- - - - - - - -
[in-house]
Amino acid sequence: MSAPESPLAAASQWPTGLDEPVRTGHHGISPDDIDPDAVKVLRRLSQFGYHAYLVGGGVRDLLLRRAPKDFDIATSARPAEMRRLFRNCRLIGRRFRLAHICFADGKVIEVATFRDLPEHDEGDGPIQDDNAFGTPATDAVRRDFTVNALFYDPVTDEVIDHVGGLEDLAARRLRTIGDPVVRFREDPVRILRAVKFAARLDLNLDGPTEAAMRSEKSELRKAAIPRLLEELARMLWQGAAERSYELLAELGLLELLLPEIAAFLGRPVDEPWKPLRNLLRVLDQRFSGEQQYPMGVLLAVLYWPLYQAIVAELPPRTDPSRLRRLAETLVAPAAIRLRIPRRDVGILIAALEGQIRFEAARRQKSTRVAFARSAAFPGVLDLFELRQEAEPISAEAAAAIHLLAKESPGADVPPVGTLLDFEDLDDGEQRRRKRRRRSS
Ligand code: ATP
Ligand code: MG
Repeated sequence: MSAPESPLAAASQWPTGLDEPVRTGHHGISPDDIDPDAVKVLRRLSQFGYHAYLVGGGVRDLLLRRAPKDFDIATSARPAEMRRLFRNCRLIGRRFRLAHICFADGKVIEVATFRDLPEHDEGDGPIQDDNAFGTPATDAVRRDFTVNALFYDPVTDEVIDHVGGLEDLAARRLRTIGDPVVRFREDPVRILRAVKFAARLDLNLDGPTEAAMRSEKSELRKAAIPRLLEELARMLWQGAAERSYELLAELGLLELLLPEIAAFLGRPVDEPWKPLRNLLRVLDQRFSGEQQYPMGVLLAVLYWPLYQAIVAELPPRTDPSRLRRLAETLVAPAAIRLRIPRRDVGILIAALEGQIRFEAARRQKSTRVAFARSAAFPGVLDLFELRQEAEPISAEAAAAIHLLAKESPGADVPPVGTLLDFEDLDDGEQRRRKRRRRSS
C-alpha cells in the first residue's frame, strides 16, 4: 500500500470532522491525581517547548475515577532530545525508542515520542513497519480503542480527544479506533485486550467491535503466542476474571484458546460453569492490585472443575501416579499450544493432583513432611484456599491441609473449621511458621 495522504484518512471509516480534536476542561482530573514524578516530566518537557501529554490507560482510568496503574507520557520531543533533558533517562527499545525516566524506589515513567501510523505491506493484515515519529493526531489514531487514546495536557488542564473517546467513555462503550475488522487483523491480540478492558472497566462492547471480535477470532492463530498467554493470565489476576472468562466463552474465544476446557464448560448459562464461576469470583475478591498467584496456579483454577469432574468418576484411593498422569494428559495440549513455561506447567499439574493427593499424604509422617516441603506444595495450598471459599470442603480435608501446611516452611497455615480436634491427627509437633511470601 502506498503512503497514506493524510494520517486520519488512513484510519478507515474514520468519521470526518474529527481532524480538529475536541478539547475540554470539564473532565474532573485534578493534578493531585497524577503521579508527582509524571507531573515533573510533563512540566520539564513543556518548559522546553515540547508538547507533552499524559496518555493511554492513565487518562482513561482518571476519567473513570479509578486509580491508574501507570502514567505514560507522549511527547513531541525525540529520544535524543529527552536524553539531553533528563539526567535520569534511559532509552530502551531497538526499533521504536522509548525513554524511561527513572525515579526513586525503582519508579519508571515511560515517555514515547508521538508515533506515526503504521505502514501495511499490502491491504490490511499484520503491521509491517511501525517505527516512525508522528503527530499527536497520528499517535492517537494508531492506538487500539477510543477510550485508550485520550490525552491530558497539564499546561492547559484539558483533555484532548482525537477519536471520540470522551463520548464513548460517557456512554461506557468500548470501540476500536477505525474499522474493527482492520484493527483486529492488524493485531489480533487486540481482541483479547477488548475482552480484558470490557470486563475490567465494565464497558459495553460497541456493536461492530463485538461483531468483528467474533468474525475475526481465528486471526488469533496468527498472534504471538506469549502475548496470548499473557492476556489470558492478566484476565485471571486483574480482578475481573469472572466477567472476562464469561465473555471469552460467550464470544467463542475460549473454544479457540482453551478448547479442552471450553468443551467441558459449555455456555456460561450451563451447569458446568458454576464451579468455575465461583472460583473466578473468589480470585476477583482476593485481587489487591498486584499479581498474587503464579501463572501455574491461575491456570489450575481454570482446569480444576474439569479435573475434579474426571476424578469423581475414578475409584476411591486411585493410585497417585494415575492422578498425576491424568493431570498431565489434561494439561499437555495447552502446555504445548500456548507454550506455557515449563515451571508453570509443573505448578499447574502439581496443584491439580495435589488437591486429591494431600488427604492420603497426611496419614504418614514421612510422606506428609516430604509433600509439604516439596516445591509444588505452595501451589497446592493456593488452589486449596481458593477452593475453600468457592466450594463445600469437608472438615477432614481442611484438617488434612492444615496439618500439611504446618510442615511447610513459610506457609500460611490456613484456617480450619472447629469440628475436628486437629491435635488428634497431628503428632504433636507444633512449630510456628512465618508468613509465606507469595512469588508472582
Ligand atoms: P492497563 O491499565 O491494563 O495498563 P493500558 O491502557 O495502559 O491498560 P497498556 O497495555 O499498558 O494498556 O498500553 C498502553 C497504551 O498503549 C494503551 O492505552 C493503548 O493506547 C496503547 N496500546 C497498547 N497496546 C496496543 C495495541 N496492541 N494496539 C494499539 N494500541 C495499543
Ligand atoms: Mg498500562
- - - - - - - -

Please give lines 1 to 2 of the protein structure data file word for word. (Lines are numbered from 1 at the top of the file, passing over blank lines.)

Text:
[in-house]
Amino acid sequence: MSAPESPLAAASQWPTGLDEPVRTGHHGISPDDIDPDAVKVLRRLSQFGYHAYLVGGGVRDLLLRRAPKDFDIATSARPAEMRRLFRNCRLIGRRFRLAHICFADGKVIEVATFRDLPEHDEGDGPIQDDNAFGTPATDAVRRDFTVNALFYDPVTDEVIDHVGGLEDLAARRLRTIGDPVVRFREDPVRILRAVKFAARLDLNLDGPTEAAMRSEKSELRKAAIPRLLEELARMLWQGAAERSYELLAELGLLELLLPEIAAFLGRPVDEPWKPLRNLLRVLDQRFSGEQQYPMGVLLAVLYWPLYQAIVAELPPRTDPSRLRRLAETLVAPAAIRLRIPRRDVGILIAALEGQIRFEAARRQKSTRVAFARSAAFPGVLDLFELRQEAEPISAEAAAAIHLLAKESPGADVPPVGTLLDFEDLDDGEQRRRKRRRRSS